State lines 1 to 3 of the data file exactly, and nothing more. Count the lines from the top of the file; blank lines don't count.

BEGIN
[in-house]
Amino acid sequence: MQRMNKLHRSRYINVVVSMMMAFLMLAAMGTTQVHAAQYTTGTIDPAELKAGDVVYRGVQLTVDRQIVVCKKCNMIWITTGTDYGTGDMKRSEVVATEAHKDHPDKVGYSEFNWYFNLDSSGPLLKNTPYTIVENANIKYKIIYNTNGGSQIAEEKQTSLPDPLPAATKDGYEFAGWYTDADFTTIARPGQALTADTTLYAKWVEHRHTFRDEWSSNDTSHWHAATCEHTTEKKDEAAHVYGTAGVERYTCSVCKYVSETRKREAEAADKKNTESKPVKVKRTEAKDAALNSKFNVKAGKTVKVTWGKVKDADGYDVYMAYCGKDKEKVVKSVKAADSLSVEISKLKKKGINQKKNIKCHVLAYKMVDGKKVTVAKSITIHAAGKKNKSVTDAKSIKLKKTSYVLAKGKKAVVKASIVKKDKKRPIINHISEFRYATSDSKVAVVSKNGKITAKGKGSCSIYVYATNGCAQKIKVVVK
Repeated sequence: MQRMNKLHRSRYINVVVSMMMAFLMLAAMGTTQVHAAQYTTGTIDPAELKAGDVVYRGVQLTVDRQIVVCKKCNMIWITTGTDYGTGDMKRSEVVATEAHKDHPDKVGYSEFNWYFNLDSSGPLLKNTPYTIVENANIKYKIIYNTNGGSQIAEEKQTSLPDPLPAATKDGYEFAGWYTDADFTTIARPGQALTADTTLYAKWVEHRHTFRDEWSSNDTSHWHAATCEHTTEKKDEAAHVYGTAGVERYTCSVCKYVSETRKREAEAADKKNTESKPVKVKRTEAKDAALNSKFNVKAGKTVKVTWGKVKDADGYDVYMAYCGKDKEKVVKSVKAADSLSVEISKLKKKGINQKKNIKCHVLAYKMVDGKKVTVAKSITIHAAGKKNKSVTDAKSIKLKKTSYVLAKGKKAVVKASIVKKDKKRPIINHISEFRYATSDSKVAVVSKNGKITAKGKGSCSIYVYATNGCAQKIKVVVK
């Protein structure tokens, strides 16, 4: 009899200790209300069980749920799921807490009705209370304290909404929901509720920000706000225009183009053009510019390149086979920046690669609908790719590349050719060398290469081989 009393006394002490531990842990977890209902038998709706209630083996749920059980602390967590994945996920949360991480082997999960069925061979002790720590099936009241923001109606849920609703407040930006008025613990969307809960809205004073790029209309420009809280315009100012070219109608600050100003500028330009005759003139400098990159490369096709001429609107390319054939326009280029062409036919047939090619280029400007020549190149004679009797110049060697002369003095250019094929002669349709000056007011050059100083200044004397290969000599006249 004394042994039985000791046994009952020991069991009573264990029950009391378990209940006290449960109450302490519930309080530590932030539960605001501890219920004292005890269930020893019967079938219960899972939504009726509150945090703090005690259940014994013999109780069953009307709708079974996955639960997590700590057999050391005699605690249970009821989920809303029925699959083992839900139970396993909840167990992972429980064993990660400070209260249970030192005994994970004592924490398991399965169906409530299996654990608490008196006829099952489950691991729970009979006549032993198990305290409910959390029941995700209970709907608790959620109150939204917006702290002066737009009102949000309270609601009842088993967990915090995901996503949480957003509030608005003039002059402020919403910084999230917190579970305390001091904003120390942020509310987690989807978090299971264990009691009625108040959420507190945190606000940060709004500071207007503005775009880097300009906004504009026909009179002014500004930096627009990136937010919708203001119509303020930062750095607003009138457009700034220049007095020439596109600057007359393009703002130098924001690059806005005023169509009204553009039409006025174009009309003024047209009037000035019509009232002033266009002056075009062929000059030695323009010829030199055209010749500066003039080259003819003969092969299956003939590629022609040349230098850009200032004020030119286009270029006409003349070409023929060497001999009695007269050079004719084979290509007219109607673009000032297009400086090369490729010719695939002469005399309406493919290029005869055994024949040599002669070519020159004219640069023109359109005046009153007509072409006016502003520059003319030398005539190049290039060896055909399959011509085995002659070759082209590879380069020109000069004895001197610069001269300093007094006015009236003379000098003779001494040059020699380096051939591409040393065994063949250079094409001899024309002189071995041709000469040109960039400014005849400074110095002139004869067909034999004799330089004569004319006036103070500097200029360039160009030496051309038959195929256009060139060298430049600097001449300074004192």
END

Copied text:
[in-house]
Amino acid sequence: MQRMNKLHRSRYINVVVSMMMAFLMLAAMGTTQVHAAQYTTGTIDPAELKAGDVVYRGVQLTVDRQIVVCKKCNMIWITTGTDYGTGDMKRSEVVATEAHKDHPDKVGYSEFNWYFNLDSSGPLLKNTPYTIVENANIKYKIIYNTNGGSQIAEEKQTSLPDPLPAATKDGYEFAGWYTDADFTTIARPGQALTADTTLYAKWVEHRHTFRDEWSSNDTSHWHAATCEHTTEKKDEAAHVYGTAGVERYTCSVCKYVSETRKREAEAADKKNTESKPVKVKRTEAKDAALNSKFNVKAGKTVKVTWGKVKDADGYDVYMAYCGKDKEKVVKSVKAADSLSVEISKLKKKGINQKKNIKCHVLAYKMVDGKKVTVAKSITIHAAGKKNKSVTDAKSIKLKKTSYVLAKGKKAVVKASIVKKDKKRPIINHISEFRYATSDSKVAVVSKNGKITAKGKGSCSIYVYATNGCAQKIKVVVK
Repeated sequence: MQRMNKLHRSRYINVVVSMMMAFLMLAAMGTTQVHAAQYTTGTIDPAELKAGDVVYRGVQLTVDRQIVVCKKCNMIWITTGTDYGTGDMKRSEVVATEAHKDHPDKVGYSEFNWYFNLDSSGPLLKNTPYTIVENANIKYKIIYNTNGGSQIAEEKQTSLPDPLPAATKDGYEFAGWYTDADFTTIARPGQALTADTTLYAKWVEHRHTFRDEWSSNDTSHWHAATCEHTTEKKDEAAHVYGTAGVERYTCSVCKYVSETRKREAEAADKKNTESKPVKVKRTEAKDAALNSKFNVKAGKTVKVTWGKVKDADGYDVYMAYCGKDKEKVVKSVKAADSLSVEISKLKKKGINQKKNIKCHVLAYKMVDGKKVTVAKSITIHAAGKKNKSVTDAKSIKLKKTSYVLAKGKKAVVKASIVKKDKKRPIINHISEFRYATSDSKVAVVSKNGKITAKGKGSCSIYVYATNGCAQKIKVVVK